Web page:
All American Zombie Drugs (2010): A Macabre Review.

All American Zombie Drugs Poster

These days, it seems like most of the world is on some kind of drug, whether it be for medicinal or recreational purposes.  Today I’m looking at All American Zombie Drugs, a movie that revolves purely around the recreational type of drugs.  It was written and directed by Alex Ballar, and was apparently shot in only 10 days on a budget of approximately $200,000.  Though it has a production date of 2010, the movie didn’t get a DVD release date of April 23, 2013, and a VOD release date of June 23, 2013.  I was hoping to review it a little closer to either of the release dates, but better late than never right?  Let us begin.

Vinny and Sebastian are best friends who can only be described by yours truly as epic-level stoners.  Along with Sebastian’s girlfriend Kara, they spend most of their time either doing drugs or going out to get more drugs.  That is, when Sebastian isn’t going through his random bouts of narcolepsy that tend to include orgy-related dreams.

All American Zombie Drugs

Let’s never fight again.

On the way to their job, Vinny and Sebastian make a pit stop to (what else?) pick up some drugs.  They make the mistake of taking some of the drugs just before they start, which hit them so hard they completely zone out and mentally vanish into another world.  Needless to say it ends up costing them their job.  Hope is not lost though.  With the financial assistance of Kara’s well-to-do friend Melissa, the gang go into business selling drugs themselves.  However, their business venture is a bumpier ride than expected, with a few unexpected problems popping up.  Then Sebastian decides they need to make their own drugs and sell them instead of buying from suppliers.  That will fix everything, right?  Right?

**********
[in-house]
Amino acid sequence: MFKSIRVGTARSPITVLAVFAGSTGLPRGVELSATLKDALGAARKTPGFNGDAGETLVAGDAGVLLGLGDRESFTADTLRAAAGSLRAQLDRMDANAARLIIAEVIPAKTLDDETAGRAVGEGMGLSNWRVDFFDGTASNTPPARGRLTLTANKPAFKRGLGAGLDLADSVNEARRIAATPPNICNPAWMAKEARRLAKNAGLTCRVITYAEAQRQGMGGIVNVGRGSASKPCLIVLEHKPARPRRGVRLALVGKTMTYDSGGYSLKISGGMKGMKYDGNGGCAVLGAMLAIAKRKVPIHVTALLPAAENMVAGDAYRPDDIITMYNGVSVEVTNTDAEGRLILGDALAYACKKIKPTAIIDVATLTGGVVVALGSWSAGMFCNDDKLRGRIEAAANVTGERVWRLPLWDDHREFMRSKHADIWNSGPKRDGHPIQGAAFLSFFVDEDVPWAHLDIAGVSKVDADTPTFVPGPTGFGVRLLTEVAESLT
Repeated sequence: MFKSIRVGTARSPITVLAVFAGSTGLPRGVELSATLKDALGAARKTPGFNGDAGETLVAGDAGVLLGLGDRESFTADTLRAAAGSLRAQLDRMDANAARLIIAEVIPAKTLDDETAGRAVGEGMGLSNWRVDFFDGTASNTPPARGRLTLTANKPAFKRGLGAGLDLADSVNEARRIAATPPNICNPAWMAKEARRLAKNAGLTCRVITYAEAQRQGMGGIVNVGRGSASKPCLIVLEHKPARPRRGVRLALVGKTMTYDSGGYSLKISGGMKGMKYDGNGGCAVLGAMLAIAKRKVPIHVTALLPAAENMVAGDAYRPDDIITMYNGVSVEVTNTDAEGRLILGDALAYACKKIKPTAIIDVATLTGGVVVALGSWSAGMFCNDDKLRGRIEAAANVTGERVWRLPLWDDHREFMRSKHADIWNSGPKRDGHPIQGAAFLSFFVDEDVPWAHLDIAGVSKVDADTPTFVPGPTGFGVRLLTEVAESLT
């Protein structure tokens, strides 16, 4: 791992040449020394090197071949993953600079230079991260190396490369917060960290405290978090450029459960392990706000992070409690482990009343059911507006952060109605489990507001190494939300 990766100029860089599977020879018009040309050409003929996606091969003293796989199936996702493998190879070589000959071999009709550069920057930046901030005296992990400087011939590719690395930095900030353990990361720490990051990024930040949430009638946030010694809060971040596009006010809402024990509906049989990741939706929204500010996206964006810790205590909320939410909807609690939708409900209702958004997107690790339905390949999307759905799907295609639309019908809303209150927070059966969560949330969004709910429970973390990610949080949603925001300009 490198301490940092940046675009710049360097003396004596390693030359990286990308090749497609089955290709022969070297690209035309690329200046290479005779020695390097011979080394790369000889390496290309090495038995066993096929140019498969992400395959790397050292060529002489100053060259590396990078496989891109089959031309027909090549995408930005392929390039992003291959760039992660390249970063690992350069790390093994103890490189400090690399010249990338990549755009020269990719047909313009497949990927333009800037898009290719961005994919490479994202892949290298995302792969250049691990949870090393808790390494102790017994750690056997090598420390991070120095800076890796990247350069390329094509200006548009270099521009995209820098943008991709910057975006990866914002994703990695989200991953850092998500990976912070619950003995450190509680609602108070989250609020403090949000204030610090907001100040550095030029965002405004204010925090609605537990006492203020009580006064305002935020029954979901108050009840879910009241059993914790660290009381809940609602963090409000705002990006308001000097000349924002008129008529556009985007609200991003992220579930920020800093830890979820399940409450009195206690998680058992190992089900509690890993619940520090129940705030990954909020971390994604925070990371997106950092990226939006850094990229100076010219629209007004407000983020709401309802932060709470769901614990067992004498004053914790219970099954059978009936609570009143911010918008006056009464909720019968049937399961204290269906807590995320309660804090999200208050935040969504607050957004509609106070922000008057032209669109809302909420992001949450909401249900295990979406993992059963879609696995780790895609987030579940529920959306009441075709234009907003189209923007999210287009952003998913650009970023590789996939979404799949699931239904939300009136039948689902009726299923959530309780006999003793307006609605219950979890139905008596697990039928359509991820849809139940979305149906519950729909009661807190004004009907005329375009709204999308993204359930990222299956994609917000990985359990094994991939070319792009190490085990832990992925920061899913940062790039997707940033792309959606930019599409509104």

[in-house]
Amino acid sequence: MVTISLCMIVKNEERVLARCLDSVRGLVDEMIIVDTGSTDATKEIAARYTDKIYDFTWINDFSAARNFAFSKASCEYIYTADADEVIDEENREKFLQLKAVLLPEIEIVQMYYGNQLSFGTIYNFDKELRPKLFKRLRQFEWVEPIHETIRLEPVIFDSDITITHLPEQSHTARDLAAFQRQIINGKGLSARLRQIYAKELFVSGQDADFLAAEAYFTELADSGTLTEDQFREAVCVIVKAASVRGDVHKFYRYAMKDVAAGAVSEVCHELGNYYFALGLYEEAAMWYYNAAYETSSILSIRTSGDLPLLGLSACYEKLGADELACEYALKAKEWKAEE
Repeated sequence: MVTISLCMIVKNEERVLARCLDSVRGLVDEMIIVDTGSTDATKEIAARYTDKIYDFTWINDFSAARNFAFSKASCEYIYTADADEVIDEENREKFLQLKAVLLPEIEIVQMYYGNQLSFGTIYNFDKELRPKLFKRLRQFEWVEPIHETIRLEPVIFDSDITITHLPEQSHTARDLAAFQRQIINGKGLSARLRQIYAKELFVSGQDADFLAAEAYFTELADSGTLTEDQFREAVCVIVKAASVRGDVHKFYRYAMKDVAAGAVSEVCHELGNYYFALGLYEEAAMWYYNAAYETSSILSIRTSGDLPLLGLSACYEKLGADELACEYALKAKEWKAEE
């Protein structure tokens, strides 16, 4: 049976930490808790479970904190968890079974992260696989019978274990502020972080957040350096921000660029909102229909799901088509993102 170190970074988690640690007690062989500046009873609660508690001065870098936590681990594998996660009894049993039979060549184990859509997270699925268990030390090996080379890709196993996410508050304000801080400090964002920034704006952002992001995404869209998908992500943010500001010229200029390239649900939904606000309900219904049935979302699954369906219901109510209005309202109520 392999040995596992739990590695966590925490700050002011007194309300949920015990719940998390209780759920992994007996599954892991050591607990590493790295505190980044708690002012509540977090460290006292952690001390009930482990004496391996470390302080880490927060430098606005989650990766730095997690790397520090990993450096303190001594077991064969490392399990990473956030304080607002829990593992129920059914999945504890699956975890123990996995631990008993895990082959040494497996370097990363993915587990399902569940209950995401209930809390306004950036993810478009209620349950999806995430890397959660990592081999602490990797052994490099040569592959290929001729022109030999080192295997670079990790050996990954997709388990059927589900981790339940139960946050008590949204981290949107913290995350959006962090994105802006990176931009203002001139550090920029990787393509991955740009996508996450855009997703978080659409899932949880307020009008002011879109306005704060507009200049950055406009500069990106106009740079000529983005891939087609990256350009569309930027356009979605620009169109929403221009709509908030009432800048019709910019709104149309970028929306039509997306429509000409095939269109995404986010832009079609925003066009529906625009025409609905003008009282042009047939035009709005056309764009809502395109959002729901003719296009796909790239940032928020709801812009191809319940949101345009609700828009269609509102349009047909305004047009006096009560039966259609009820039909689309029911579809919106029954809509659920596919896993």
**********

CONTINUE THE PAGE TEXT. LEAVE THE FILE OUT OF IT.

You may have noticed I didn’t bring up anything regarding zombies in my story run-through.  Well, there’s a reason.  While you do indeed get to see zombies, they are not nearly as prominent in this as you may be led to believe.  The majority of AAZD revolves around the four friends and their drug-fueled (mis)adventures.  In fact, I would estimate that this movie is about 85% comedy, which made me a slightly reluctant at first to review it here on Necropolis Macabre.

All American Zombie Drugs

Would you rather be chased around by zombies, or these guys?

Now, is that to say All American Zombie Drugs isn’t a good flick and you shouldn’t bother?  Absolutely not!  I had a great time watching it.  None of the performances were half-assed.  The team-up of Beau Nelson (Sebastian) and Wolfgang Weber (Vinny) did what Jay and Silent Bob couldn’t do for me; they were the main focus of a full length movie and managed to keep me interested in them the whole way through.  Susan Graham was hilarious as Kara, and Natalie Irby was also great as the (mostly) calm and rational Melissa.  Director Alex Baller is also in the movie playing Vinny’s dead brother Michael, who appears now and then to try to talk Vinny out of some bad choices he’s about to make.

Music choices were also well done.  I think my favorite piece of music come in the last act, purely because it’s only playing in the heads of nerdy stoners Max (played by Dennis Bover) and Stone (played by Jeremie Loncka), who dance to the beat after sampling some of Sebastian’s homemade drugs.  And as far as the zombies go, well they looked decent enough give that they had very recently died, so you wouldn’t really expect them to look too disgusting.  The camerawork was done well.  No terrible shaky cam or anything, although there were a couple of close up shots that didn’t seem totally necessary.  But nothing that took me out of the movie.

All American Zombie Drugs

Yay, It looks like the human I planted is finally blooming!

Any negatives regarding AAZD depend mostly on you knowing fully what you’re getting into.  If you’re thinking you’re getting a full-on zombie flick going in, you’re going to be disappointed.  And if you’re not a fan of stoner comedies then this may not be for you either.  But now that you have a better idea of what you’re in for, I think you’ll enjoy it quite a bit.  This is Alex Ballar’s debut feature-length directing effort, and I think it was a very good start.  I look forward to seeing future work from him.  Well, this review is a bit of an anomaly given the movie’s content is mostly comedy, but it had zombies in it so I’m gonna let it slide.  Anyway, that’s all I have.  Rest in peace.

Macabre Rating: 4 out of 5 tombstones

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